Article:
CINCINNATI — If life had a playbook, it could likely have been written on the field at Walnut Hills High School on Saturday afternoon.
The Cincinnati United Youth Football & Cheer League held its 2023 season championships at the venue with more than 4,000 in attendance over the course of the day.
Deon Brooks II coached the Mount Healthy team of 11- and 12-year-olds to a victory.
“This is family. This is what we do,” he said. “We want to make sure those guys are leaders, not only in between the lines, but in the community and in the classroom as well.”
Last year, Brooks said the team lost by two points. While holding this year’s trophy, he said he told his team that it is proof that they can overcome adversity when they work at it.
“We want them to understand that, when you make mistakes, you gotta own up to it,” the coach said. “It doesn't mean that everything is over.”
While the team that has the most points at the end of the game wins, coaches say success in the program has a lot less to do with what actually happens on the field.
Pastor Peterson Mingo has been involved in youth sports for 32 years. He said this year’s coaches in the program are some of the best he’s seen, and he’s not talking about their football skills.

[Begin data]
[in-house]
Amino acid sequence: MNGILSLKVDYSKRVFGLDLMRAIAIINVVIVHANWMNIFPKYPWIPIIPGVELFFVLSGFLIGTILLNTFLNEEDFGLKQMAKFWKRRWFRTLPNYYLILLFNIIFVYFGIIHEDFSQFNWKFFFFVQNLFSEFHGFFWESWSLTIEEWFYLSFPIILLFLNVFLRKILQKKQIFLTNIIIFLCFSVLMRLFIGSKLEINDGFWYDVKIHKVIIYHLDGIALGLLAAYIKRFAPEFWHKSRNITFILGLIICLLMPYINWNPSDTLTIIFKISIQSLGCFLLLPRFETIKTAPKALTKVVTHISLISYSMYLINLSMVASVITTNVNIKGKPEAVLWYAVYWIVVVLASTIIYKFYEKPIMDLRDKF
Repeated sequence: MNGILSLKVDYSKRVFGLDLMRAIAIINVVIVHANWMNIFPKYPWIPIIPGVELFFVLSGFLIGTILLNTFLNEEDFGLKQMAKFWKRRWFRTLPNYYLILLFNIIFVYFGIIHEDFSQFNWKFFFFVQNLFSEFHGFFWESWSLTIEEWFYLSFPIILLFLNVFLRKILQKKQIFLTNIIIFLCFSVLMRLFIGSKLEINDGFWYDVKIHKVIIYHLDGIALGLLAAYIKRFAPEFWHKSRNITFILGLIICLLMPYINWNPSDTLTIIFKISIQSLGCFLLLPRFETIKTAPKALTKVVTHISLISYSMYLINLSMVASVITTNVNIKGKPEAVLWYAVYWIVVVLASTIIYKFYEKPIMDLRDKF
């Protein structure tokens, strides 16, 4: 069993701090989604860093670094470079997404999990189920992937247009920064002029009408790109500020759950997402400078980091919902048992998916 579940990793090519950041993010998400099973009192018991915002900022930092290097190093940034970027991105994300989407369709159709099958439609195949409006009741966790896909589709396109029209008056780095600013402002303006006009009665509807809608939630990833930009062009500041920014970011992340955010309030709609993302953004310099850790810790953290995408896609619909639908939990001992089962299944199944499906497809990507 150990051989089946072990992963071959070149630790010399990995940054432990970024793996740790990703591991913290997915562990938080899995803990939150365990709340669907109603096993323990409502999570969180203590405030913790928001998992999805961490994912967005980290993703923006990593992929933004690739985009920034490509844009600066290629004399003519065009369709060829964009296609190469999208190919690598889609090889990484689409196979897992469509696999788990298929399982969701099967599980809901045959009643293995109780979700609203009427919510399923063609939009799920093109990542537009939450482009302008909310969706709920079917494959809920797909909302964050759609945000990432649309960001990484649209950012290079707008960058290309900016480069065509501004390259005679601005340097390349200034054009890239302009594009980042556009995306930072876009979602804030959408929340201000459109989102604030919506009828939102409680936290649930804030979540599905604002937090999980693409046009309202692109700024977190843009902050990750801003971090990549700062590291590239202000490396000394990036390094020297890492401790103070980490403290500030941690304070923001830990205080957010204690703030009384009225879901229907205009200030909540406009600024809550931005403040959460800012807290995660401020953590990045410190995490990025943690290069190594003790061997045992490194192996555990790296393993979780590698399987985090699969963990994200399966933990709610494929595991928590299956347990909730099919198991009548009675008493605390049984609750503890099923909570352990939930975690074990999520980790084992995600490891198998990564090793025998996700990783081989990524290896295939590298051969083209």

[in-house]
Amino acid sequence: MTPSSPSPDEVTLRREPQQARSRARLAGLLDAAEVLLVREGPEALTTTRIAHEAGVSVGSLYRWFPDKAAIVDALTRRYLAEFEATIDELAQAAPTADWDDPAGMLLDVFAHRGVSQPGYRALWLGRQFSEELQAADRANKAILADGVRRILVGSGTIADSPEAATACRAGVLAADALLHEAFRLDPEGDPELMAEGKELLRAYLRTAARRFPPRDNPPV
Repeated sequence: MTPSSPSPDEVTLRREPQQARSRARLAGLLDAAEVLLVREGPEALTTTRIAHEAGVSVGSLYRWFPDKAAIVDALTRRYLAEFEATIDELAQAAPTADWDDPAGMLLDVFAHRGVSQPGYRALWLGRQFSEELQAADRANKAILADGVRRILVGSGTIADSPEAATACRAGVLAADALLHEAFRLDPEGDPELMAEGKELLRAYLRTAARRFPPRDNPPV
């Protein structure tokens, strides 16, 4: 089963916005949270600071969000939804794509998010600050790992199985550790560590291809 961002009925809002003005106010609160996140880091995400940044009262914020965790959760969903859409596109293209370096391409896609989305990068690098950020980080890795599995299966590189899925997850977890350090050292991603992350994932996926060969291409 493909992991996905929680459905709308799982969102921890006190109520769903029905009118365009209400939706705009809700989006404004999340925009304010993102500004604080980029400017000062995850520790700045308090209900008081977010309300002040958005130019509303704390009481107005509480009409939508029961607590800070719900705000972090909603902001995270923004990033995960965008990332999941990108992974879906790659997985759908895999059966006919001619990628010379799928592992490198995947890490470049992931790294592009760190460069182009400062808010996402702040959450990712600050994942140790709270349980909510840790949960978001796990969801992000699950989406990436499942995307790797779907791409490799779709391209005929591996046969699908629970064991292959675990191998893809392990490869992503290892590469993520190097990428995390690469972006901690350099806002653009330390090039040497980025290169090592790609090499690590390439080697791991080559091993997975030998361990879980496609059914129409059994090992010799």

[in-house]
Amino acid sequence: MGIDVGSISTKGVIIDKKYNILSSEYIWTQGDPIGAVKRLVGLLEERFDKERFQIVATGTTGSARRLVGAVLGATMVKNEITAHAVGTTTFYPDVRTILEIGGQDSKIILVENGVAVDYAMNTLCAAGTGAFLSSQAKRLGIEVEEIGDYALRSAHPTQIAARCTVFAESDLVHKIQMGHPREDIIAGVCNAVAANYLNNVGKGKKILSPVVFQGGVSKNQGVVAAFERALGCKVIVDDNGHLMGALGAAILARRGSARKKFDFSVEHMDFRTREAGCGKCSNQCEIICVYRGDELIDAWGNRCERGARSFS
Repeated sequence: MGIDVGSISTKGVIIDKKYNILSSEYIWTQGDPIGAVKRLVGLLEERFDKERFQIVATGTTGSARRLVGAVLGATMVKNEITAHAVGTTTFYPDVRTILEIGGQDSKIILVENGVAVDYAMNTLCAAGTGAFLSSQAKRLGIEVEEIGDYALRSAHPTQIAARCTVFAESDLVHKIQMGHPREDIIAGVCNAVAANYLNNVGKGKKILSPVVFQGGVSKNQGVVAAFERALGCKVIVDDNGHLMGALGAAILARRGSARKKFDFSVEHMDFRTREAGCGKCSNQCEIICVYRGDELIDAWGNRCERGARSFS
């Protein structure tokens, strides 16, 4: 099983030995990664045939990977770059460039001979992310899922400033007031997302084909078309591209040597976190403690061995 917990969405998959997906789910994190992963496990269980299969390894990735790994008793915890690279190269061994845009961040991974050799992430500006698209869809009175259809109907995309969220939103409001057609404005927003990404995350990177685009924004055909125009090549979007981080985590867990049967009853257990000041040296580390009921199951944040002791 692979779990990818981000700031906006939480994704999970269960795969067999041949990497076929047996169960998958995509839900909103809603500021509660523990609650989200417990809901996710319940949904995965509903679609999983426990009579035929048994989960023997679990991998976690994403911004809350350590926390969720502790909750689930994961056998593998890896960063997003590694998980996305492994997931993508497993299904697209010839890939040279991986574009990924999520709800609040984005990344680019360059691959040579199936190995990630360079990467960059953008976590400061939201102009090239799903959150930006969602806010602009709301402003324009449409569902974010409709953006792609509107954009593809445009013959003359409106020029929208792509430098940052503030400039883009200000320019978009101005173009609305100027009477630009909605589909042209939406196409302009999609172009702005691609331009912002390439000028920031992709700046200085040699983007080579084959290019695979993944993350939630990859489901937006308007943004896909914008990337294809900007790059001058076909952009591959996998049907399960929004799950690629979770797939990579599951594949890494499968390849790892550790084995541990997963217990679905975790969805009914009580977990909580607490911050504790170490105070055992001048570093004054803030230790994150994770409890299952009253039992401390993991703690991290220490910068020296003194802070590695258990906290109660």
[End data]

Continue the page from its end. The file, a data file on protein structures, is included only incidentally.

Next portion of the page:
“They act as surrogate parents for a lot of the kids who come from single-family homes,” Mingo said. “They teach their kids about discipline, teach them about cooperation.”
As city leaders debate how to address youth violence, Mingo urges them to keep their eye on the ball. He said coaches build up a lot of “street credibility” with their teams, which has a ripple effect as kids rise through the ranks.
“Farther down the line, they're gonna need what they learn here,” Mingo said.
The pastor said it's important for the program to start at a young age — some of the players in the tackle football games are as young as five years old.
“You can mold them before the world starts working on chiseling them away,” he said. “They’ll turn out to be better people, happier people. And they can encourage others.”
The coaches, who volunteer their time, say love is emphasized as a priority throughout their teams. “We make it feel like home,” said Keon Roberson, who coaches the Evanston Bulldogs, who are 8-years-old and younger.
In the end, Coach Brooks said it's not about winning the trophy, even if the players may see it that way: “These guys are going to be better because of the coaching that they were able to get.”